On Wednesday night the BBC premiered Canal+’s lavish new period drama, Versailles. Always a sucker for period dramas, I looked forward to this one especially as I had no idea of the plot beforehand so the drama was a complete surprise, and I had very fond memories of a trip to the real Versailles as a student. Home of Louis XIV, the Sun King, Versailles was the seat of French government for most of the 18th Century, and if the TV show is to be believed, was the centre of much political intrigue.
Guy Fawkes has become something of an icon in the British psyche; we foster an underlying admiration for the plotter, despite his attempt to orchestrate murder. This is partly based on an innocent relish for royal intrigue and romanticised view of a time of ruffs, candles and pointed shoes. Yet there is a tension between British attitudes towards recent acts of social disorder, terrorism and violent political expression, and our euphemized view of attempted murder in seventeenth-century England. The complexity of our collective memorialisation and current attitude towards the Gunpowder Plot can be explored by charting its development in the Gale archives. Continue reading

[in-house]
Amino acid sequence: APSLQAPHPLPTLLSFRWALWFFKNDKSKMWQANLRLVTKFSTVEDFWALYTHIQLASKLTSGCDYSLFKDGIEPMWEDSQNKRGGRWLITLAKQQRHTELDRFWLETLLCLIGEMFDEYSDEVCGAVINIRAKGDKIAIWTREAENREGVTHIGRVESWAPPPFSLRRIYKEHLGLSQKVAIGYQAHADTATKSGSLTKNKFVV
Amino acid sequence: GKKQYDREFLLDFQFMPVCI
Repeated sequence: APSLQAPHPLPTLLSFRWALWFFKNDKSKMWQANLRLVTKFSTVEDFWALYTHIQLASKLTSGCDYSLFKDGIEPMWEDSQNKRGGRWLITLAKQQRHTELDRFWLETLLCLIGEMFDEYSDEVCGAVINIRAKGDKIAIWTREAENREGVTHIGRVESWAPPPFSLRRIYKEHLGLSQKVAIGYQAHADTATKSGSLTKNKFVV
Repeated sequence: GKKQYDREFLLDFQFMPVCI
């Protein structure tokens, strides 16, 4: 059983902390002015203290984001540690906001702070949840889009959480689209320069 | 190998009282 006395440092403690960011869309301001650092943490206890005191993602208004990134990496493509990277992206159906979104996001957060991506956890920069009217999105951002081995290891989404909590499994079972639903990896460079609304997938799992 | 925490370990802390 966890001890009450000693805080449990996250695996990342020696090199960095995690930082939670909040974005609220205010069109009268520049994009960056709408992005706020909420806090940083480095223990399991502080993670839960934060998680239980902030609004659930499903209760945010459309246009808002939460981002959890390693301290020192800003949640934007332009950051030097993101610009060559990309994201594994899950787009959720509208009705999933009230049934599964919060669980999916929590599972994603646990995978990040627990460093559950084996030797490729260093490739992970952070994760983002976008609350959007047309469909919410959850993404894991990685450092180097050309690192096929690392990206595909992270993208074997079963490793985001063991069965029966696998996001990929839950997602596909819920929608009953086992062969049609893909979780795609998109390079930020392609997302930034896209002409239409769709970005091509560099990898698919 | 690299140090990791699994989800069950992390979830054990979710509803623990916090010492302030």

In August 1745, Prince Charles Edward Stuart’s Highland army embarked on its journey across Scotland, marking the onset of the 1745 Jacobite Rising. Determined to restore the Stuart monarchy to the throne, and severe the Union of 1707 which bound Scotland to Britain, the Prince led his Jacobite followers into battles across Scotland and the North of England. Replete with themes of individual heroism, and of the struggle of the few against the tyranny of the establishment, it is little wonder that the story of ‘Bonnie Prince Charlie’ has come to acquire mythical status. 270 years on from what was effectively the beginning of the end of the Jacobite cause, I couldn’t resist delving into some of the original documents from our State Papers Online: Eighteenth Century resource, which gives us some clues as to why the rising – and the figure at its head – has become so romanticised.